With graphic design resources becoming increasingly available online, the allure to use them can be overwhelming. Talented designers from all over the world are consistently distributing new (and often free) graphic design tools – including, but not limited to, Photoshop brushes i.e., Splatter Brushes and grunge fonts with many of these often listed in various graphic design “trends” articles.
Yet there is a trap one can succumb to of following a trend and applying these resources to designs, without taking the time to perform proper analysis. As designers, we should always know what our intentions are – ask yourself what is the desired effect that you are looking to create? Your answer to this could very well illustrate to you that the fantastic (yes, they’re often brilliant) free brushes or fonts you just found are not right for that particular project.
Creating your own textures gives you the flexibility to view (and analyze) an example of an effect that you would like to achieve. Creating such things via a real, “tactile” method is far more natural and effective than the use of 100% computer tools and resources. Through the use of inks, brushes, sponges, ink droppers, charcoals, and so on, you can create a library of textures – ready to scan and convert into Photoshop masks. One of the things to be aware of is that different mediums and techniques will produce different effects, and half the fun is often through experimentation.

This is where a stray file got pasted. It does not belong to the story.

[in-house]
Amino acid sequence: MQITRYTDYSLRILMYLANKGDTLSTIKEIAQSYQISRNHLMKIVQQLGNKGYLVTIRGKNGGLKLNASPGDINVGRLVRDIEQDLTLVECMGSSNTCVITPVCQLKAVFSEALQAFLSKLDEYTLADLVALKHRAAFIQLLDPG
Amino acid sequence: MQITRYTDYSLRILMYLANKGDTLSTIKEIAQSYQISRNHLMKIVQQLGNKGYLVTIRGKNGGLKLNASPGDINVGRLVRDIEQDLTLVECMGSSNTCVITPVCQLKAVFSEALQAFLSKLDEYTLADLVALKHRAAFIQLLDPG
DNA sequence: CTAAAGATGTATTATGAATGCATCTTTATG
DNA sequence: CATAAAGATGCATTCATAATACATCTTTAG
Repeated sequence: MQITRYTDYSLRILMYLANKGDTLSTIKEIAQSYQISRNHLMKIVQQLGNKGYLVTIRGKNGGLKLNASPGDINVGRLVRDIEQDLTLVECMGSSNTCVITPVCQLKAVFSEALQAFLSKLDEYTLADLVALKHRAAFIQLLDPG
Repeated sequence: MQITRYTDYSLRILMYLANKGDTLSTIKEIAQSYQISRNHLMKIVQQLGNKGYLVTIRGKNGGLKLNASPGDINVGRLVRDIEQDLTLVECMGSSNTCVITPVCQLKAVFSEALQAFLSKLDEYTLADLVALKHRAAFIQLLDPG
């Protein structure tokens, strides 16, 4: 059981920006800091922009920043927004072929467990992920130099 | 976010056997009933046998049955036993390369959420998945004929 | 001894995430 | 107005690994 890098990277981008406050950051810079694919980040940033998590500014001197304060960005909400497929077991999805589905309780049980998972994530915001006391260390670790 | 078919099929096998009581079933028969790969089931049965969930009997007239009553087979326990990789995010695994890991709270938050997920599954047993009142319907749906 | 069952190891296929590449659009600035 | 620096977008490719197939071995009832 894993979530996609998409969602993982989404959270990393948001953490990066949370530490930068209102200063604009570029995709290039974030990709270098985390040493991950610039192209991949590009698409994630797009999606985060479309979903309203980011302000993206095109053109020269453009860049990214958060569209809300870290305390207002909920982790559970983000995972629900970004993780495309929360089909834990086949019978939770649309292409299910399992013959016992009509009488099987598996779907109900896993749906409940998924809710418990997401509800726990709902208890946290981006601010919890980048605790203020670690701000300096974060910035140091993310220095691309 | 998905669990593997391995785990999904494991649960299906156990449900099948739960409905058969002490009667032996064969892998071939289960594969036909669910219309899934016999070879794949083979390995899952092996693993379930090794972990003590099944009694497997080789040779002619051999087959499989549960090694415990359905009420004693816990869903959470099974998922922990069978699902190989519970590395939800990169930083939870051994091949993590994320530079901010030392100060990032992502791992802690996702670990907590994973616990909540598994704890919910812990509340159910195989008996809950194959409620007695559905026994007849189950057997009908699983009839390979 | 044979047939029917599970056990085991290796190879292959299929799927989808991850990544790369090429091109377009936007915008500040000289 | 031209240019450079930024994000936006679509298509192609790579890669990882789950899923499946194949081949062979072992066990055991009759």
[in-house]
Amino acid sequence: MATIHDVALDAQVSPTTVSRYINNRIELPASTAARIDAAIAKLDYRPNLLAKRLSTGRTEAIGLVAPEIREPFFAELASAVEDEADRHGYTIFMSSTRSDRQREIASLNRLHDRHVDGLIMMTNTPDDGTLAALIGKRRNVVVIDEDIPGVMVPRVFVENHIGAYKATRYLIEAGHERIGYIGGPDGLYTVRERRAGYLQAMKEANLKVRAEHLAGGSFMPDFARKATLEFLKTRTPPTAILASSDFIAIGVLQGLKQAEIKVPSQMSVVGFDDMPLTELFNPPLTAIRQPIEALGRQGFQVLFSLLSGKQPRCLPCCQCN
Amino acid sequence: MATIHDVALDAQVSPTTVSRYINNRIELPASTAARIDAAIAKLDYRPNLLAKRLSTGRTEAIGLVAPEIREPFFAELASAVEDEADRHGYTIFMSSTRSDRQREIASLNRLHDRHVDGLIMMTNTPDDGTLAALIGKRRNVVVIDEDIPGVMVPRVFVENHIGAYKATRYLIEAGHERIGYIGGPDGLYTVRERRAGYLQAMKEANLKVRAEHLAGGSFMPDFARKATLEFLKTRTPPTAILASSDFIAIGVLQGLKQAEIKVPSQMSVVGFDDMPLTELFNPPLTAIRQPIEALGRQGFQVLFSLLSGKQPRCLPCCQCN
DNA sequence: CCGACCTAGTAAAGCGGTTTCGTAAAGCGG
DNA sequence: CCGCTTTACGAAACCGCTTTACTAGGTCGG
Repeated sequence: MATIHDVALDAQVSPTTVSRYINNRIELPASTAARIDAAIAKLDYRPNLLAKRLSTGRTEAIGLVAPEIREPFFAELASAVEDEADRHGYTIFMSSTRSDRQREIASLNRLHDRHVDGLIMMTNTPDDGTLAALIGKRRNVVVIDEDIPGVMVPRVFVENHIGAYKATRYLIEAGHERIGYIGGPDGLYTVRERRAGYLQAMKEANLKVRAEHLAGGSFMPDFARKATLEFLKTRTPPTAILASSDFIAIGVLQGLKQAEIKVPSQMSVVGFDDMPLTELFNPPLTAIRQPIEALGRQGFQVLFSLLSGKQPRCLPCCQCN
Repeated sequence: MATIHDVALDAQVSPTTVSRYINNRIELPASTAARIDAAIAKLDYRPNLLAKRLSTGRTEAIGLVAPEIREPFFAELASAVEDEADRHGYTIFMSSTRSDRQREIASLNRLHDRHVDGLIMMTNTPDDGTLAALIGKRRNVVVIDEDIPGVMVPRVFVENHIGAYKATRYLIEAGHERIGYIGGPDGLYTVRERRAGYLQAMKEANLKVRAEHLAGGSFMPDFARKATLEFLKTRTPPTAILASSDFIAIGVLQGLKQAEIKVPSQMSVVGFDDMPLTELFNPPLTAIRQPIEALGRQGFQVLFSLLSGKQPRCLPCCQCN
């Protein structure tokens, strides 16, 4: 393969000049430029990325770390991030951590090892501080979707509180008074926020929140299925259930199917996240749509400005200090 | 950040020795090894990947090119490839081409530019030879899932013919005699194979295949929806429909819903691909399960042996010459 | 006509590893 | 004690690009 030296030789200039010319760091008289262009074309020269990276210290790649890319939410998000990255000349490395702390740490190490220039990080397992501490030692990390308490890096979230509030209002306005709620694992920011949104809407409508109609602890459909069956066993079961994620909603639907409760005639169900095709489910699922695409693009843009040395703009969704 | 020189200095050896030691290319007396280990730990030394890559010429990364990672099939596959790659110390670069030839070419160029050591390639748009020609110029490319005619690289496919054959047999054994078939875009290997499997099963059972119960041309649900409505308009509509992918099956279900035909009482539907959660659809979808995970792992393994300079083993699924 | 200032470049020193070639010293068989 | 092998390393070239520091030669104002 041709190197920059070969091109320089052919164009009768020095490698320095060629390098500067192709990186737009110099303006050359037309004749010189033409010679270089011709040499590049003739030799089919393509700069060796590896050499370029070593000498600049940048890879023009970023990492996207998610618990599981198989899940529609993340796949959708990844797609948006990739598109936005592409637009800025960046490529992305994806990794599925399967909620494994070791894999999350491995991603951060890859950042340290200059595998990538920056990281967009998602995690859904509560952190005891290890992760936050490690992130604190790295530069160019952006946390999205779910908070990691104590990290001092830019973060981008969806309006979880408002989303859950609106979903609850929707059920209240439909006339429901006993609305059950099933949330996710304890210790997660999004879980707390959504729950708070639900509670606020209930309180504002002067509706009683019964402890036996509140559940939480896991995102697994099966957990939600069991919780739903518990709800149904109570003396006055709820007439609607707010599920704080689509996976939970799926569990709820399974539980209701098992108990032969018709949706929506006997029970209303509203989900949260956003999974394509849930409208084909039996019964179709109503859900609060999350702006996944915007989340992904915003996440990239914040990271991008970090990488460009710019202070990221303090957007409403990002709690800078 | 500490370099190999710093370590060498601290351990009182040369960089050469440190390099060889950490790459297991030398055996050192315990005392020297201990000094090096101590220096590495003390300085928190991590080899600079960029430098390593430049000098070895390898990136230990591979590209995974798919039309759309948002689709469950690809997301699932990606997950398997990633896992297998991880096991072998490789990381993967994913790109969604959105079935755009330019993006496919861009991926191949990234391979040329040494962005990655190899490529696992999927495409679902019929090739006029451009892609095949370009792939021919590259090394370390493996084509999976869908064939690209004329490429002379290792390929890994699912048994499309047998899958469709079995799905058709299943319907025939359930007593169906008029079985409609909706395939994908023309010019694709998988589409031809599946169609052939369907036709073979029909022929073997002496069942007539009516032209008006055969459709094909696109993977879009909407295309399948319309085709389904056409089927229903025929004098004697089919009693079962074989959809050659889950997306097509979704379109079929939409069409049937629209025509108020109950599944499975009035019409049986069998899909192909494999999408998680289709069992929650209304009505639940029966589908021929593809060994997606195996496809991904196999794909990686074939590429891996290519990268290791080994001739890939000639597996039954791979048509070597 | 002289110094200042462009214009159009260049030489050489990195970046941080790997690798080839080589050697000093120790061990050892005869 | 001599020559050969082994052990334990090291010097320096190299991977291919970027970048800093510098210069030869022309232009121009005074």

For example, if a poster print were run over by a car on a road, then the print would wear off in a certain way. If you were to take a sheet of white paper, lay this on the surface of the road, and then rub charcoal over the sheet, the result will be a texture that, when applied as a mask within Photoshop, emulates the effect. There are other benefits in committing to this time consuming work – make no mistake about it; it does take more time than downloading a plug-in or font! However, I personally feel that the benefits add more value to designs.
Take advantage of altering the pressure you apply, which is a wonderfully simple, natural aesthetic technique. Where you are using graphic elements together with words, you can now apply a consistent effect over the two. There are no doubt some excellent grunge fonts available online, however one major problem with using these becomes clear when a double letter is used (as seen in the graphic example below). If your intention is to create a vintage/worn look, then stay clear of these – nothing screams “Fake!” more than two letters used side-by-side that display identical ‘worn’ treatments.
Never stop trawling the net for resources – we can all use these for a great deal of projects. However, try to stay focussed, don’t be swept up by “trends”, and always be aware of your intentions and the natural options that are available to you.